UPDATED: Here's What a Revamped D.C. Union Station Would Look Like
Wednesday, July 25, 2012 - 05:33 PM
UPDATED 6:30 p.m EST (Washington, D.C. -- WAMU) A wavy roof and shimmering glass atriums would join the stately dome of Washington, D.C.’s Union Station if the new $7 billion master plan from Amtrak comes to be. The proposal would convert Washington, D.C.’s main transit terminal from an aging, over-capacity station that dates to 1907 into a modern transportation hub of high-speed rail that will double the number of trains and triple the number of passengers in gleaming, glass-encased halls.
At a press conference at Union Station Wednesday, Amtrak President and CEO Joseph Boardman said the project will be completed in four phases over the next 15 to 20 years in order to minimize disruption to northeast corridor customers at the station.
The massive overhaul of one of the busiest stations in the country – 100,000 passenger trips daily – is also designed to benefit the city and region through job creation, increased tax revenues, and economic development. It all looks beautiful on paper now, but it remains unclear if the plan will actually come to be.
Missing from the images of modern concourses that were put on display at the press conference were any concrete plans to finance the project.
“You got to have a vision to get anything done. If you don’t have a vision or a plan of where you are going, you are not going to get anything funded,” said Boardman, who stressed that he is confident the federal government will come through with a significant portion of the financing.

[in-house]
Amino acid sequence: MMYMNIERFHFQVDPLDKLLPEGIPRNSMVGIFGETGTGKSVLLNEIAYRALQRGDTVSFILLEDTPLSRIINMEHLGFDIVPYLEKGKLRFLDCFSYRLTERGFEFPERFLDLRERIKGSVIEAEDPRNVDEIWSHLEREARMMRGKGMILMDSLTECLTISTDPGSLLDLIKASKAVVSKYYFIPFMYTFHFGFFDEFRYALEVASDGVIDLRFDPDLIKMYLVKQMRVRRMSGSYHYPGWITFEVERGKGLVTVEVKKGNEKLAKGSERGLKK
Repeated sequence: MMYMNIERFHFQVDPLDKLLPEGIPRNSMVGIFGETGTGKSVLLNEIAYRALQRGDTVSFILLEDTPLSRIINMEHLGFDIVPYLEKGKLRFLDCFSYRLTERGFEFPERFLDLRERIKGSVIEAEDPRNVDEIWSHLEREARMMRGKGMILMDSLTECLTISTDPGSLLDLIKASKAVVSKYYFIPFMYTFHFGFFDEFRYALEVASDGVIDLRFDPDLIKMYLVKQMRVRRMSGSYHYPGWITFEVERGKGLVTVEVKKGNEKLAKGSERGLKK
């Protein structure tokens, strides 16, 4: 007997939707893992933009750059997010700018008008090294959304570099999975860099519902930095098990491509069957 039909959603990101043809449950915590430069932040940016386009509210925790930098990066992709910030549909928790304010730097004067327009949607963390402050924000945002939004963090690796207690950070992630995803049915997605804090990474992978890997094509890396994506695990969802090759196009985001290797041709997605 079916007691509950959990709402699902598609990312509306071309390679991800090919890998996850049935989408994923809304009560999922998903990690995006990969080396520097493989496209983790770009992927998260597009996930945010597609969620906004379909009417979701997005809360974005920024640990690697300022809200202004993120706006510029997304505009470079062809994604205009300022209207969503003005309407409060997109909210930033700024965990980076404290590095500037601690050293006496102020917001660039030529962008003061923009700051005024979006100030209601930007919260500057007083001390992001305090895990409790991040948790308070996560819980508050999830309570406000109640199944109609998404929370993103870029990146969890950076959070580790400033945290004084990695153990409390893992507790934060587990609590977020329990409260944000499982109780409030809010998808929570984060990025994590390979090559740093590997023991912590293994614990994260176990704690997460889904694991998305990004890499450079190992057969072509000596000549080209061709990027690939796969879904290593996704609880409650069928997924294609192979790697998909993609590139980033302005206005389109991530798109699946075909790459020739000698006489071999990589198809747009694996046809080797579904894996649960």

“When you build highways you can expect to get 50 to 80 percent of the funding,” Boardman said. “When you do a transit system you can expect that same kind of percentage."
Phase 1 is scheduled to start next year with improvements to existing concourses, two new tracks and platforms. Subsequent phases will involve the construction of below ground platforms, tracks and shopping space that will be naturally lit.
“Today is about the vision that will serve this country here at Union Station for the next 50 years,” said John Porcari, a deputy secretary at the U.S. Department of Transportation. “You get to that by having bite-sized segments of projects that we can fund one at a time. The federal government has been a funding partner. We believe the private sector can and will be.”
Amtrak’s plans to make Union Station a high-speed rail hub envision trains bolting at more than 200 miles per hour, cutting the trip from D.C. to New York City to about 90 minutes. The high speed rail would take someone from Washington to Boston in about three hours. Read our summary of the full Northeast corridor high-speed rail plan here, including renderings of the New York station upgrade plans.
Also unveiled Wednesday was a proposal by a private developer to make over the neighborhood around Union Station with three million square feet of office, residential, hotel, and parking space.